Paddle This!

To be perfectly blunt, Ping Pong Playa is third-rate crap. Unfunny crap. Unnecessary crap. This little entertainment is also unintentionally racist, misogynistic, homophobic, poorly acted, and shapeless. Unquestionably, if P.P.P.'s director had been a white man, he would now be receiving more opprobrium than Griffith for Birth of a Nation, the film that single-handedly revived the K.K.K.

That Jessica Yu, who gave birth to this blatantly boring bit of unwatchable celluloid, is a self-proclaimed "fifth-generation Chinese American with politically active parents," a deserved Oscar winner for her documentary short Breathing Lessons: The Life and Work of Mark O'Brien, a disquieting look at a man paralyzed by polio and ensconced in an iron lung for four decades, and has helmed several other acclaimed, humane docs is nothing less than discombobulating.

Why for her very first narrative film would someone with her track record choose to co-write a screenplay about a "black-acting," Chinese-American imbecile who dreams of being a professional basket ballplayer?

"Time to get your ass up here, homie" is a prime example of P.P.P.'s dialogue. All of which raises the question that if a white person who's a "wannabe black" is called a wigger, does that make a Chinese American doing the same a chigger?

Lexicology aside, Christopher "C-dub" Wang (Jimmy Tsai) is not very good at basketball, unless he's playing against elementary school students. This fact doesn't seem to dampen his tedious bravado.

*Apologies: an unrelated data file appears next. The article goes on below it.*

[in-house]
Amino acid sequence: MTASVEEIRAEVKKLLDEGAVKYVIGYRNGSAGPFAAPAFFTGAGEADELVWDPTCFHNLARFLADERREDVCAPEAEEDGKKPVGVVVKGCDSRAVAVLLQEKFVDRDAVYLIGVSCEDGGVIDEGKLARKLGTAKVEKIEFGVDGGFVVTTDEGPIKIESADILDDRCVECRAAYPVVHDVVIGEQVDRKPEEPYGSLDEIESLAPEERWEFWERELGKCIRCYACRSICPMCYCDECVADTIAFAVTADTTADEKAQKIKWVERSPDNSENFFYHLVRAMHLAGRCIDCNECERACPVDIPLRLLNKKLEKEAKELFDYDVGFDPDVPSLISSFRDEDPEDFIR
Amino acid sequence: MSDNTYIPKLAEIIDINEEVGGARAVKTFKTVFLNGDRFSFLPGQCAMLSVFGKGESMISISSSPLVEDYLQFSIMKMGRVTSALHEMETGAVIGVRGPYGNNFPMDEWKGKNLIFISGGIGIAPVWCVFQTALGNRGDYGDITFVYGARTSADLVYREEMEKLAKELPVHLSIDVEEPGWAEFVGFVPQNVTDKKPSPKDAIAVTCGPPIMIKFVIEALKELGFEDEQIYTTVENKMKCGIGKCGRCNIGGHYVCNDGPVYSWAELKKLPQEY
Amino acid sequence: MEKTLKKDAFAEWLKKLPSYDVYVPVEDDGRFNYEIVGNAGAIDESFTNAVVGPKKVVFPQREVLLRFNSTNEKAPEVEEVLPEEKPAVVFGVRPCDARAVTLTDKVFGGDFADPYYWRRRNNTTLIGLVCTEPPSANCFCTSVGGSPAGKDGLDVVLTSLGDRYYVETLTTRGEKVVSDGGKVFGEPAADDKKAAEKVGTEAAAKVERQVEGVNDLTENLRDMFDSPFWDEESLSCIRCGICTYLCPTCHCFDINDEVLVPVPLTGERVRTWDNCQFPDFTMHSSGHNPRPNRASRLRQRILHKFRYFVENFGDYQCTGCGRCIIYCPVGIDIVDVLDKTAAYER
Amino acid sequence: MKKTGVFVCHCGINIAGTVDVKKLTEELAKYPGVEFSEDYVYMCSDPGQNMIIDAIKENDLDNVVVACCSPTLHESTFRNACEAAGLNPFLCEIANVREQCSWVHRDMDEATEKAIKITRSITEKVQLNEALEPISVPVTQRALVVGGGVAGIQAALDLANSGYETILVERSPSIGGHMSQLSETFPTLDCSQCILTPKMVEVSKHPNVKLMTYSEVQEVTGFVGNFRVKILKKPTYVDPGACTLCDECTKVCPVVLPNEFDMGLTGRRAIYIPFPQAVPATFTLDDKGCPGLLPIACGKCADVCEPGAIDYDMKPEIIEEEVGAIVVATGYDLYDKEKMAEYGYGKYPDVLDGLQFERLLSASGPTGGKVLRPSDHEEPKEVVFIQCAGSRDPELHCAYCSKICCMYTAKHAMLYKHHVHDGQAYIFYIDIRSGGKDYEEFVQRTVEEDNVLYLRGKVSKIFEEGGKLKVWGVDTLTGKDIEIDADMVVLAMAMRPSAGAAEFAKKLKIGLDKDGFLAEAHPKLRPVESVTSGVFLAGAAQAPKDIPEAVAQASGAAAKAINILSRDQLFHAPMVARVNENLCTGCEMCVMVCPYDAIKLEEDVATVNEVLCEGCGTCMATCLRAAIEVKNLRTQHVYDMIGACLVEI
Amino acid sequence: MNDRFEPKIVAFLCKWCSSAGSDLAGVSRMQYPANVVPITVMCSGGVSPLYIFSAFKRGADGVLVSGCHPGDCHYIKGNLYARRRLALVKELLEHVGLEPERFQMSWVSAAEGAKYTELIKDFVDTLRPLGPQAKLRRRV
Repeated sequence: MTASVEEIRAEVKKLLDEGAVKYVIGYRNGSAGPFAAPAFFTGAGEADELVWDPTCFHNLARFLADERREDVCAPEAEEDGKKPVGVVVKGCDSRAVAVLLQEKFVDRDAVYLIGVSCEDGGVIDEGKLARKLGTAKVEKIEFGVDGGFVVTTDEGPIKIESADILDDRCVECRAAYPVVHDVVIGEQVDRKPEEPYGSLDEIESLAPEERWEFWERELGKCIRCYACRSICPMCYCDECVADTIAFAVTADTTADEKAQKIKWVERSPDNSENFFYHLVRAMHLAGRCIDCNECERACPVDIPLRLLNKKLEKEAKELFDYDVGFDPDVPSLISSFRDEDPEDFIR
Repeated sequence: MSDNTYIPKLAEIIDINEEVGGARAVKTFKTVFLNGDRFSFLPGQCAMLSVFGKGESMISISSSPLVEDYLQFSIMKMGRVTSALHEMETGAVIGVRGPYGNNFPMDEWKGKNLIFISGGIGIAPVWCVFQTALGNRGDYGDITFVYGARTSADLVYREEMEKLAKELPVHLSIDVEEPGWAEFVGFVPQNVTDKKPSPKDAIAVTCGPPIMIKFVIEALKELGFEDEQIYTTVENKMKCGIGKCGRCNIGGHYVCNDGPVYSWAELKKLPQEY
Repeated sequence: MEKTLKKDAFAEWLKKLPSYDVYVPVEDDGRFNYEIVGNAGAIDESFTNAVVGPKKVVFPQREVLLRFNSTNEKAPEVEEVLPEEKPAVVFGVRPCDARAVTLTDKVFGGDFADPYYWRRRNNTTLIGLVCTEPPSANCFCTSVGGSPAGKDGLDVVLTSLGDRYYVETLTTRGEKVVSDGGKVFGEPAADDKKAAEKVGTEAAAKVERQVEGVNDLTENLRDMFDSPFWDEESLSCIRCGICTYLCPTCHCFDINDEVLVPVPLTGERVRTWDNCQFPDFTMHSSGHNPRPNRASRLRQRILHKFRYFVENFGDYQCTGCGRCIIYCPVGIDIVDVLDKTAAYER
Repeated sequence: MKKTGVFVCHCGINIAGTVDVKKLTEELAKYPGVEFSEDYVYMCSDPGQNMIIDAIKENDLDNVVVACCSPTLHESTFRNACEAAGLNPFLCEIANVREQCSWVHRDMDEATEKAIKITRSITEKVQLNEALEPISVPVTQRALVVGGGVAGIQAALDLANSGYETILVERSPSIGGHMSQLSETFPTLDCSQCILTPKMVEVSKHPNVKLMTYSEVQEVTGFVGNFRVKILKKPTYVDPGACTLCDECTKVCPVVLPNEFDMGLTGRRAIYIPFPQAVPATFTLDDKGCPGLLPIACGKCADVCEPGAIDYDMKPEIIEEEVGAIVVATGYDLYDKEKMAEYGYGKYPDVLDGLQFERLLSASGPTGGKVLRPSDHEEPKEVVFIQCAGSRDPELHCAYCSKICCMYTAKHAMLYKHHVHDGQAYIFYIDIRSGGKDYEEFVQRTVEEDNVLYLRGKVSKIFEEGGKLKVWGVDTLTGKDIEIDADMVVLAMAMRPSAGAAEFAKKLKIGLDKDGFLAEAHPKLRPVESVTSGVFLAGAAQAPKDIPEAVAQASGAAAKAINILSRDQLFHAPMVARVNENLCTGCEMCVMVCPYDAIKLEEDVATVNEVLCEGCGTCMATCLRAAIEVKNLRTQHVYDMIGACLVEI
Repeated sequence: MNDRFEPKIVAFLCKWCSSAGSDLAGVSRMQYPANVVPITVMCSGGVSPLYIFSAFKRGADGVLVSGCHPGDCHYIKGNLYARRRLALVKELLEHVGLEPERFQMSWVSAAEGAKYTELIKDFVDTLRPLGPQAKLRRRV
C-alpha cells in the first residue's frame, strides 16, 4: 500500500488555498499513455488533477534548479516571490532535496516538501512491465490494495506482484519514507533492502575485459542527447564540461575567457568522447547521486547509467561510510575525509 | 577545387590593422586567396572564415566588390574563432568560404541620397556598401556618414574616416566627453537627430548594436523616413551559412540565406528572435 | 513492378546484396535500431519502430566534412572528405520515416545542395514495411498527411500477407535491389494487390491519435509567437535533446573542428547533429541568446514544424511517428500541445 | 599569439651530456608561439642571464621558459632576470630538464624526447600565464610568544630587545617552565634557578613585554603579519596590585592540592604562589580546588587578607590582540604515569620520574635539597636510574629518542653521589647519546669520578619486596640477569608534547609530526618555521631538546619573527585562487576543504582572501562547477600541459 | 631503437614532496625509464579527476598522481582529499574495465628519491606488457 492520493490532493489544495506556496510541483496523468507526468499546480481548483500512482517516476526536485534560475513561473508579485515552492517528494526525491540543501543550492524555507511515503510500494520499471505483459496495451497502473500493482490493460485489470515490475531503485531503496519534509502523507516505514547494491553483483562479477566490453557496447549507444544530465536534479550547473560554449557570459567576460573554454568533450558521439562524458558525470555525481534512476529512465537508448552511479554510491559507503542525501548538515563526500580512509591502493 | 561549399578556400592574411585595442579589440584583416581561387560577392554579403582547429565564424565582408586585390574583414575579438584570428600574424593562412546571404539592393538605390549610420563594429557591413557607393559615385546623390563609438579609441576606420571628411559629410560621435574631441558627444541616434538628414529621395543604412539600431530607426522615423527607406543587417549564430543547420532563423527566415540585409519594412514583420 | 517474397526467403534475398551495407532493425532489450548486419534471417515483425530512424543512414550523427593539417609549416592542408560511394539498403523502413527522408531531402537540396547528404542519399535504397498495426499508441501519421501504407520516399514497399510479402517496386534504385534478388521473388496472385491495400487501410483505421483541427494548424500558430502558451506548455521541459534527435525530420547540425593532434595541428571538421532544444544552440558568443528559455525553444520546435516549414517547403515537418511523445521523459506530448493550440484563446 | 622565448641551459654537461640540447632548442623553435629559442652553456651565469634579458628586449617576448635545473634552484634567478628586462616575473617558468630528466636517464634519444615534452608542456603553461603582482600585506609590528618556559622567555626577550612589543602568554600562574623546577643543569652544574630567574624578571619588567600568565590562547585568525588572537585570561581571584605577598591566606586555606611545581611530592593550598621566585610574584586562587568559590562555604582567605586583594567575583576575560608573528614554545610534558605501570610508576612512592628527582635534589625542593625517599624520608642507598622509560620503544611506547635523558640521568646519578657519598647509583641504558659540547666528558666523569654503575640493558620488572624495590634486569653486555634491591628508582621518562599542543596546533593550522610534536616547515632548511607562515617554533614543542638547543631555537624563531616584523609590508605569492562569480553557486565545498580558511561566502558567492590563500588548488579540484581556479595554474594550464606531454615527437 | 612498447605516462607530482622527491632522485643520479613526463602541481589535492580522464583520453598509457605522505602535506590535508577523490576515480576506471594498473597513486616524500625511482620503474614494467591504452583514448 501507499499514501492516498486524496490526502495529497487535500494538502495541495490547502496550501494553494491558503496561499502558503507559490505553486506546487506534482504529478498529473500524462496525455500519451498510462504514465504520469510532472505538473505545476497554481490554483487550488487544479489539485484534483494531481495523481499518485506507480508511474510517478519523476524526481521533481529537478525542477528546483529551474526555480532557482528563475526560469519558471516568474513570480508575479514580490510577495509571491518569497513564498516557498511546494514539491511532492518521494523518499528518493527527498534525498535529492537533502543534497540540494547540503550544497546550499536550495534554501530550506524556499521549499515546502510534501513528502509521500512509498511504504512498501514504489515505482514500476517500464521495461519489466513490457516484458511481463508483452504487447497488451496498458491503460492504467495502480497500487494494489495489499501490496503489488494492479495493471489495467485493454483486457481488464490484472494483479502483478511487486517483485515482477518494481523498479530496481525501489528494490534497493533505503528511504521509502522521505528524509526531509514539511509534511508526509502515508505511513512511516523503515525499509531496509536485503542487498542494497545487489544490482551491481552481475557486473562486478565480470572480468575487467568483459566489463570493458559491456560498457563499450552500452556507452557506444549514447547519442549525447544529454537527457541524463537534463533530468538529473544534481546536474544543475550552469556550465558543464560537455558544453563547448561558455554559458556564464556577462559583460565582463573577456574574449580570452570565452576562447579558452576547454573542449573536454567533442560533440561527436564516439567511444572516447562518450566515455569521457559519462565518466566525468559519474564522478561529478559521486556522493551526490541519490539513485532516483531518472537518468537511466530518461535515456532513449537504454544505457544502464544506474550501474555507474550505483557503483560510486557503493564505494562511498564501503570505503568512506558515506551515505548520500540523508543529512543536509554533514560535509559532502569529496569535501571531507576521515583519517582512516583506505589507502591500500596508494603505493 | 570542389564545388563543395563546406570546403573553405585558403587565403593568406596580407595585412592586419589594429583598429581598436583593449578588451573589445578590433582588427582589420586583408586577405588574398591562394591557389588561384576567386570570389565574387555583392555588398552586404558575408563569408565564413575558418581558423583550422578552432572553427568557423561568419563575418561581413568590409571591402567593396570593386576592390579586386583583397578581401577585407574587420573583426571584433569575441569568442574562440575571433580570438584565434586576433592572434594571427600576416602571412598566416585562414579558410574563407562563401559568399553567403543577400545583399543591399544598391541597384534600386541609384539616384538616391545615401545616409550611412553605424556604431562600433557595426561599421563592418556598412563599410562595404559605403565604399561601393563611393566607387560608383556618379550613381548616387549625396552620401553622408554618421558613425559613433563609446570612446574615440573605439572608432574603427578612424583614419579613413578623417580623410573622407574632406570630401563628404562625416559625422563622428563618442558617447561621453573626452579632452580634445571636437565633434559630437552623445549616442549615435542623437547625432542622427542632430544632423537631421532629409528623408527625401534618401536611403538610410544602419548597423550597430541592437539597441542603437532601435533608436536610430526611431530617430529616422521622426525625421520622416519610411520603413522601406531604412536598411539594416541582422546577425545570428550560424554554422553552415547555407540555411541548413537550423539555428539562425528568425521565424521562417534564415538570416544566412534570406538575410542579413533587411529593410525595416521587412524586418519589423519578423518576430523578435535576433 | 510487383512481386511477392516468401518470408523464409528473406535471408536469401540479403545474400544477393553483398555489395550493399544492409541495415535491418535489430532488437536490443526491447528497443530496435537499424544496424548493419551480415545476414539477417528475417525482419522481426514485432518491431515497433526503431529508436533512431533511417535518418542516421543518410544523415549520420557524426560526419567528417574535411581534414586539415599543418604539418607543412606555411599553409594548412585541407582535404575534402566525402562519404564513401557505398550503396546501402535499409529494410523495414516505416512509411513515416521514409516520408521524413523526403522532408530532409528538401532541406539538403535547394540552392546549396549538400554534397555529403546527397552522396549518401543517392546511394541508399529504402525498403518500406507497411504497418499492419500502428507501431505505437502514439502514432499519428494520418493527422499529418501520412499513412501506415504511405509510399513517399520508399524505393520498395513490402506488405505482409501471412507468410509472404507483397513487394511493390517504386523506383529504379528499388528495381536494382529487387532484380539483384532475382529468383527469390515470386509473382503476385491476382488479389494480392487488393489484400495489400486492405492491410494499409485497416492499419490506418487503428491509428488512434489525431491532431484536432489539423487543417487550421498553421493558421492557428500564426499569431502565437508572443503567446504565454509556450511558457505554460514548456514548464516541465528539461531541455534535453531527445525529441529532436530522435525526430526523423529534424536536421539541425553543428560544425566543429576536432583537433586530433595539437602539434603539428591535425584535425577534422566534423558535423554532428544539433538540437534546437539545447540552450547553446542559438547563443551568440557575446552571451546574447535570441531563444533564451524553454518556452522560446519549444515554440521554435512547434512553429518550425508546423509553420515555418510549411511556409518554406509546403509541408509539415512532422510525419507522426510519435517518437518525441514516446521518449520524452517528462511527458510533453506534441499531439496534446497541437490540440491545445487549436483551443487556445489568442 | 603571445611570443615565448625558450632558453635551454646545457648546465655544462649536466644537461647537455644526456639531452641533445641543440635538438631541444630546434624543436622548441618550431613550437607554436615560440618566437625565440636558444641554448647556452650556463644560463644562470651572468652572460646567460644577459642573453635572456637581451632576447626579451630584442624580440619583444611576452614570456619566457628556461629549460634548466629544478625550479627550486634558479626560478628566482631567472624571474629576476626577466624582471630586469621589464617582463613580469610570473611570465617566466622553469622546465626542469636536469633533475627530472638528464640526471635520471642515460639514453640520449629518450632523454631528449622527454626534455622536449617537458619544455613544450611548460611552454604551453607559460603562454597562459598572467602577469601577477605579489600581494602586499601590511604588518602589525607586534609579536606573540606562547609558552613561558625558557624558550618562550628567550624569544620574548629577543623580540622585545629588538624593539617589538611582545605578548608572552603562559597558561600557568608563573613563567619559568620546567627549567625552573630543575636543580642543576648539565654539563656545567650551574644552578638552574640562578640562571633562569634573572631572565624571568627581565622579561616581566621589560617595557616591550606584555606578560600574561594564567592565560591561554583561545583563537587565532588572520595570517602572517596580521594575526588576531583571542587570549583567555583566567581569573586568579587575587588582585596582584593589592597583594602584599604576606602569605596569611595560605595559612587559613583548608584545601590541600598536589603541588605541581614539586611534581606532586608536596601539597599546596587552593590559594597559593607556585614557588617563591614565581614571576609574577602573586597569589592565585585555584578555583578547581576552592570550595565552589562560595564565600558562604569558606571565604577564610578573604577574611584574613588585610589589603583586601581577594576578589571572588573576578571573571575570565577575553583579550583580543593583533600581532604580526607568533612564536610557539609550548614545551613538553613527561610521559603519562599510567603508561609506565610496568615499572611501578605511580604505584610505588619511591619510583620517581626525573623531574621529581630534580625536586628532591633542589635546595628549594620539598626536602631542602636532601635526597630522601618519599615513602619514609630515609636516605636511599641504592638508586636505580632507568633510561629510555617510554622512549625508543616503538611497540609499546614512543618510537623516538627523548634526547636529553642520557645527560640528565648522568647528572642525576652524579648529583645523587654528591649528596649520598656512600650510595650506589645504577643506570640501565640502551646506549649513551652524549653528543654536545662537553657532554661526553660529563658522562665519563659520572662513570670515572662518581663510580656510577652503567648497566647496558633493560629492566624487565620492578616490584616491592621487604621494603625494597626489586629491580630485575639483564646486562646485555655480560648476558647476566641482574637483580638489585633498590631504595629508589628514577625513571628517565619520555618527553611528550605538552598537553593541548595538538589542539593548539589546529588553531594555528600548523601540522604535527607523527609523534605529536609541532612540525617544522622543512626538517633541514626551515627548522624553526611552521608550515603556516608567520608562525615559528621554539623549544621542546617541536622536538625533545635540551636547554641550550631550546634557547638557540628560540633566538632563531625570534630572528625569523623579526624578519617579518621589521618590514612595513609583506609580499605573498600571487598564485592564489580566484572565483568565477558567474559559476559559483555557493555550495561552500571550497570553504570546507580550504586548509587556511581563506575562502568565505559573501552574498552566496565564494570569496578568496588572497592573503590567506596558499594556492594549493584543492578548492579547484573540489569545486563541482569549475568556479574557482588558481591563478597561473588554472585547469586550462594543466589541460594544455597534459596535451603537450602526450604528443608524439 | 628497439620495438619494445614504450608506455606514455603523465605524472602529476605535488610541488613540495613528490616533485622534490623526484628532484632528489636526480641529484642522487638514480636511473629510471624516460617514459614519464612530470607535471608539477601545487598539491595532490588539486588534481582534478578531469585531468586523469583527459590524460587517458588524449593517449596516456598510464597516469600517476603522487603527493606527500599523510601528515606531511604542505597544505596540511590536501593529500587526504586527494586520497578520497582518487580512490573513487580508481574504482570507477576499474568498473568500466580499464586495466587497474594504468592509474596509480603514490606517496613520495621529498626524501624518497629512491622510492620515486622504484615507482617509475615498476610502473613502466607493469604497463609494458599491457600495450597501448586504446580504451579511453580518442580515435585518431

Neither does his inability to keep a job. Wang, consequently, lives at home, where he continuously plays video games and disrespects his hard-working parents and his doctor brother, who's a Ping Pong champion to boot.

However, when his bro's wrists are injured, Wang dejectedly winds up defending the family honor at the local Ping Pong championships. His main competition: a clichéd homosexual in extremely tight shorts with an equally clichéd sidekick. Throughout the film, this "queer" duo keeps coming on to little boys, allegedly wanting to teach them Ping Pong. We know better, don't we?

As for females, they don't fare any better here. Jennifer (Smith Cho) is an attractive, feminist doctoral student who gets smitten by the uneducated, creepy, charisma-less Wang. There goes the argument that women directors will depict the "fairer" sex with more dignity than their counterparts.

What's most sad here is that Asians Americans are still basically invisible on our mall screens. And, yes, the most talented Asian American actors still have a hard time getting parts unless there's a revival somewhere of Flower Drum Song. And when a part does come about, such as the Asian preacher in I Now Pronounce You Chuck & Larry, it goes to Rob Schneider.